Welcome to Bucs Report’s “Make-Or-Break” series!
We are going to highlight the players heading into their final contract year and discuss what they need to do on the field in 2021 in order to obtain another contract with the Bucs. One prerequisite that must be checked off in order to qualify: The profiled player(s) have to be in the final year of a multi-year deal. Players who signed one-year deals in 2021 will not be considered.
Alex Cappa and the Buccaneers so far…
It seems like every year general manager Jason Licht identifies a small-school prospect that turns into a solid player for the Buccaneers. This is exactly the case with right guard Alex Cappa, who hails from DII’s Humboldt State. The Buccaneers actually moved up in the draft to select him, trading a third- and sixth-round pick in order to move up six picks before taking him in the third round.
In what was essentially a redshirt year his rookie season, Cappa only saw action in the final six games. He had zero starts.
2019 saw Cappa step into a starting role. Per Pro Football Focus, he finished the season with an overall grade of 62.7. His first year as a starter had both good moments and bad, evidenced by four allowed sacks and three penalties. Cappa broke his arm in Week 6 against the Saints, but finished that game and only missed the next two matchups. However, he suffered an elbow injury a few weeks later against Jacksonville, which knocked him out of that game and caused him to miss the following game against the Colts. None of the deterred the young man, as he finished the season on a high note.
2020 was a much stronger season for Cappa. It was clear that everything was starting to come together. He started all 16 games during the regular season, allowed zero sacks, and even led his position in Pro Bowl voting at one point. Unfortunately, Cappa suffered a fractured ankle in the Wild Card matchup game against the Washington Football Team, which ended his season.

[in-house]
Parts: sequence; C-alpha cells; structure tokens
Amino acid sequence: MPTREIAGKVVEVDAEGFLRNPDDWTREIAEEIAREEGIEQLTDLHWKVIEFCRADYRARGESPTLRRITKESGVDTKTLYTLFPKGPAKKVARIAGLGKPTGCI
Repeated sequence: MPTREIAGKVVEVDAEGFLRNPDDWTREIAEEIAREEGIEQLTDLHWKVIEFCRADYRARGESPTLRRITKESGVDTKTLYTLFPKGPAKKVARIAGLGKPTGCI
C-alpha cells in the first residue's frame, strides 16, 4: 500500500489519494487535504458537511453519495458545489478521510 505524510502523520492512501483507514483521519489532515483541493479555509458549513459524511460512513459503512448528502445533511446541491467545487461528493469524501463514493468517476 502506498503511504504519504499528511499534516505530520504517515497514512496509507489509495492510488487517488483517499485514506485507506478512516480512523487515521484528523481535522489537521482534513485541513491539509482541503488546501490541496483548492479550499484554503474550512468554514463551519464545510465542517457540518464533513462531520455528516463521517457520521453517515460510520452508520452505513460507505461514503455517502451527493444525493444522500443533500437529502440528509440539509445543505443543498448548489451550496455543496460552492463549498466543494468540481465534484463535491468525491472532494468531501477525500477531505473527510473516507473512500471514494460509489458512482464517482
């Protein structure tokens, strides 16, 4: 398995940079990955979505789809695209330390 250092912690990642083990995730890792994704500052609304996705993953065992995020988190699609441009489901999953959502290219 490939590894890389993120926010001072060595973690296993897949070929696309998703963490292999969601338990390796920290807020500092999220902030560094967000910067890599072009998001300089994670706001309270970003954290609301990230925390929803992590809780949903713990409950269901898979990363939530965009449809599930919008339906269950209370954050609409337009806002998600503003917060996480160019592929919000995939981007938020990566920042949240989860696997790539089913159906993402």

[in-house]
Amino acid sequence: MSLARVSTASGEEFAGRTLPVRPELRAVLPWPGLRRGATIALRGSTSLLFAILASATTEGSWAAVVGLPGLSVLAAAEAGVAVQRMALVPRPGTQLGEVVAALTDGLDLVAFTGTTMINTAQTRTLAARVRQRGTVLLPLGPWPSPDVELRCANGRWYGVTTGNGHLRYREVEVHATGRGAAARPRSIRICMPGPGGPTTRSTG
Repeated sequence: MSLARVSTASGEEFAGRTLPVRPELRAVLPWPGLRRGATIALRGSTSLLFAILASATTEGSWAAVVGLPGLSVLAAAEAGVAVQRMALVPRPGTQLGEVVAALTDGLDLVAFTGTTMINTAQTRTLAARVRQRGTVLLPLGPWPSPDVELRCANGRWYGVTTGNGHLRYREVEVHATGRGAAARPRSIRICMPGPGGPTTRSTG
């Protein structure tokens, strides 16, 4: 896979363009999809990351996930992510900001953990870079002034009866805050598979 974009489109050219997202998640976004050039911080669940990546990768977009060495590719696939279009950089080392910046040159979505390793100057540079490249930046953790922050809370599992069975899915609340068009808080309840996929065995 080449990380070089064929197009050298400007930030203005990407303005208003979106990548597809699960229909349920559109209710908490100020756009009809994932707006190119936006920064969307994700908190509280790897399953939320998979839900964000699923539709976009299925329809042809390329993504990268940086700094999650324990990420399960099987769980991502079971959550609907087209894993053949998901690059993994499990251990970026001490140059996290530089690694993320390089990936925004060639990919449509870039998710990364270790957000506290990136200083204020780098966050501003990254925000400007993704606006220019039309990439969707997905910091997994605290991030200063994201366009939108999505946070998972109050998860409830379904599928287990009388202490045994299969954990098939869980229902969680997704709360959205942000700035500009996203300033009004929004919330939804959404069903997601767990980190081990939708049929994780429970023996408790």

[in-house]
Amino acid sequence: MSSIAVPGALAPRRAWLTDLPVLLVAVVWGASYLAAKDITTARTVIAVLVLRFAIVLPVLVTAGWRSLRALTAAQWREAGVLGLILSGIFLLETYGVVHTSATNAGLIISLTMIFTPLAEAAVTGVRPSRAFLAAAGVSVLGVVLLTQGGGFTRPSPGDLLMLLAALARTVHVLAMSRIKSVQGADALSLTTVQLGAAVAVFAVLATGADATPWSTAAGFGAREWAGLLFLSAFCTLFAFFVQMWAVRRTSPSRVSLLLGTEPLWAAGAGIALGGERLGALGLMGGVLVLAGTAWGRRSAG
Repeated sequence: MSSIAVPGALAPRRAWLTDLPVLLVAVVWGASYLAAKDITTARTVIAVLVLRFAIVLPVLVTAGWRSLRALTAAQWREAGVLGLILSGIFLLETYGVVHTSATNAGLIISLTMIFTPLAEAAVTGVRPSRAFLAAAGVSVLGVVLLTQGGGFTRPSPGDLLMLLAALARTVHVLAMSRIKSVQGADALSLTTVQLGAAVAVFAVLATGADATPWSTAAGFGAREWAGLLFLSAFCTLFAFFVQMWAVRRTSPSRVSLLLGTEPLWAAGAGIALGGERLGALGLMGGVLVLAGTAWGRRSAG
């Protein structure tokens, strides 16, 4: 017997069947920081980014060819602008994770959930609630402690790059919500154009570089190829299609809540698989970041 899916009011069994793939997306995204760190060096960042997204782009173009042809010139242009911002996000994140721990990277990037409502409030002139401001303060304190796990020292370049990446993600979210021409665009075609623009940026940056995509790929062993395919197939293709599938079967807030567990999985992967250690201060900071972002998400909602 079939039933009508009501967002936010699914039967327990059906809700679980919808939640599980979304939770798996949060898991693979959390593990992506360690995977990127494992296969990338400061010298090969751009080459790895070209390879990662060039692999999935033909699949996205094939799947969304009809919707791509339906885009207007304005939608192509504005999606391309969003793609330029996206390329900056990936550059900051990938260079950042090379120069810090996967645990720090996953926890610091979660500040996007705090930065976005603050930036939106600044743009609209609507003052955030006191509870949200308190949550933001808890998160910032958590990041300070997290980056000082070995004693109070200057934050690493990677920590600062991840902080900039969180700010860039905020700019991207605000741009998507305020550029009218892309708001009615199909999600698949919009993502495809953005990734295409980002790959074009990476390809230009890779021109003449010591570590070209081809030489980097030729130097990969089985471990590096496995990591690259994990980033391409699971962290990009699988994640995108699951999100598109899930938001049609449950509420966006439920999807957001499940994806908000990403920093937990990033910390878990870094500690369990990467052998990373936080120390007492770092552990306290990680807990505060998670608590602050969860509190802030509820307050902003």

What does he need to do in order to get that second contract?
Cappa has to stay healthy in 2021. That’s been his biggest issue so far. He’s suffered two pretty big injuries over the last two seasons. That’s nothing against him, but another serious injury could put his future with the team in serious question.
He’s a better in pass protection than opening up lanes in the run game, but not to the point where he’s a detriment, or anything. It would be nice to see him improve in that area and to continue his development in pass pro.
The fourth-year guard also had a rough first half against a talented Washington Football Team defensive front. He allowed two pressures in the first half after averaging just 1.68 per game in the regular season and “finished” with the second-lowest pass blocking grade of his 2020 season. Everyone has a bad game, but the hope is that this isn’t indicative of future performance(s).
How are his prospects shaping up for 2022?
Keeping continuity along the offensive line will be key with Brady behind center. Unfortunately, with a bevy of free agents including Jason Pierre-Paul, Carlton Davis and, Jordan Whitehead in 2022, it might be hard to pay Cappa at the top of the market for guards. Especially when you combine his ascending play and how much money is invested into that offensive line already.
PFF graded Cappa as the 18th-best guard among players with at least 196 run blocking snaps last year. The top-20 guards in the NFL average nearly $11 million per year, with salaries ranging from $6 million AAV to numbers as high as $18 million AAV.
It’s obvious that Cappa is going to cash in as long as he takes the next step in his development.
A lot will hinge on what the Buccaneers decide to do with Ryan Jensen this year. If they extend and restructure Jensen’s contract for the 2021 season, it will be hard to pay Cappa top-market money in 2022. Having already invested over $30 million into three offensive lineman, Cappa may test free agency.
There’s also Aaron Stinnie. He filled in admirably for Cappa over the last three games of the postseason, including the Super Bowl. If Cappa is too expensive or deemed unworthy of a return, then the Bucs could turn to him. Don’t forget about a 2021 draft class that is loaded in terms of offensive linemen, either.
If Cappa’s contract demands aren’t exorbitant there is the realm of possibility they bring him back in the fold. Another Super Bowl ring could also play into Cappa’s decision as well deciding to leave for high money after winning back-to-back championships. But, with next year’s increased salary cap and the way the Bucs managed their contracts this year, I think they can make room for him. One would also probably assume that Tampa Bay wants to keep this offensive line intact for as long as Brady is around. A two-year, $22 million deal seems plausible at this point, which means that a) Brady survived another year in the NFL and b) Cappa was a big reason why.